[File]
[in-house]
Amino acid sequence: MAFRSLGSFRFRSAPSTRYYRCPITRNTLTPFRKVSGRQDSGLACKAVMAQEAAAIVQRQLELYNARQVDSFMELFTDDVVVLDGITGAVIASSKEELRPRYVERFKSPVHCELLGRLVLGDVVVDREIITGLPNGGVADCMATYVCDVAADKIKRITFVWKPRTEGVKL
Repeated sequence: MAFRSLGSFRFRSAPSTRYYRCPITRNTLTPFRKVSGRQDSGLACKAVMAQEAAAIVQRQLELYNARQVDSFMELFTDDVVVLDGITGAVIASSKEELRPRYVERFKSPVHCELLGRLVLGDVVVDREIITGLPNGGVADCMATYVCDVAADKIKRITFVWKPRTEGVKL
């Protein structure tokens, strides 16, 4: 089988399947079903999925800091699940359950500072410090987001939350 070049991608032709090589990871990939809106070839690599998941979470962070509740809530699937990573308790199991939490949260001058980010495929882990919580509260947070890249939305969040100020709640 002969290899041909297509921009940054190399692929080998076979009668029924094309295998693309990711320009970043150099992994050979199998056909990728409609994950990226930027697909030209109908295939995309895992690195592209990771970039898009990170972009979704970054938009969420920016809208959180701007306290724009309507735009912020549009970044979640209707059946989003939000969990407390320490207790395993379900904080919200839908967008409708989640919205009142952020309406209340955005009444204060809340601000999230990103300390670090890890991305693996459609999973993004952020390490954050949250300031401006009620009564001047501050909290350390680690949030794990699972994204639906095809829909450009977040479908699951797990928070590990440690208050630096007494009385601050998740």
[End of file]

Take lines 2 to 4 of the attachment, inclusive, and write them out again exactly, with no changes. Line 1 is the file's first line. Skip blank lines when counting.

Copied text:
Amino acid sequence: MAFRSLGSFRFRSAPSTRYYRCPITRNTLTPFRKVSGRQDSGLACKAVMAQEAAAIVQRQLELYNARQVDSFMELFTDDVVVLDGITGAVIASSKEELRPRYVERFKSPVHCELLGRLVLGDVVVDREIITGLPNGGVADCMATYVCDVAADKIKRITFVWKPRTEGVKL
Repeated sequence: MAFRSLGSFRFRSAPSTRYYRCPITRNTLTPFRKVSGRQDSGLACKAVMAQEAAAIVQRQLELYNARQVDSFMELFTDDVVVLDGITGAVIASSKEELRPRYVERFKSPVHCELLGRLVLGDVVVDREIITGLPNGGVADCMATYVCDVAADKIKRITFVWKPRTEGVKL
């Protein structure tokens, strides 16, 4: 089988399947079903999925800091699940359950500072410090987001939350 070049991608032709090589990871990939809106070839690599998941979470962070509740809530699937990573308790199991939490949260001058980010495929882990919580509260947070890249939305969040100020709640 002969290899041909297509921009940054190399692929080998076979009668029924094309295998693309990711320009970043150099992994050979199998056909990728409609994950990226930027697909030209109908295939995309895992690195592209990771970039898009990170972009979704970054938009969420920016809208959180701007306290724009309507735009912020549009970044979640209707059946989003939000969990407390320490207790395993379900904080919200839908967008409708989640919205009142952020309406209340955005009444204060809340601000999230990103300390670090890890991305693996459609999973993004952020390490954050949250300031401006009620009564001047501050909290350390680690949030794990699972994204639906095809829909450009977040479908699951797990928070590990440690208050630096007494009385601050998740």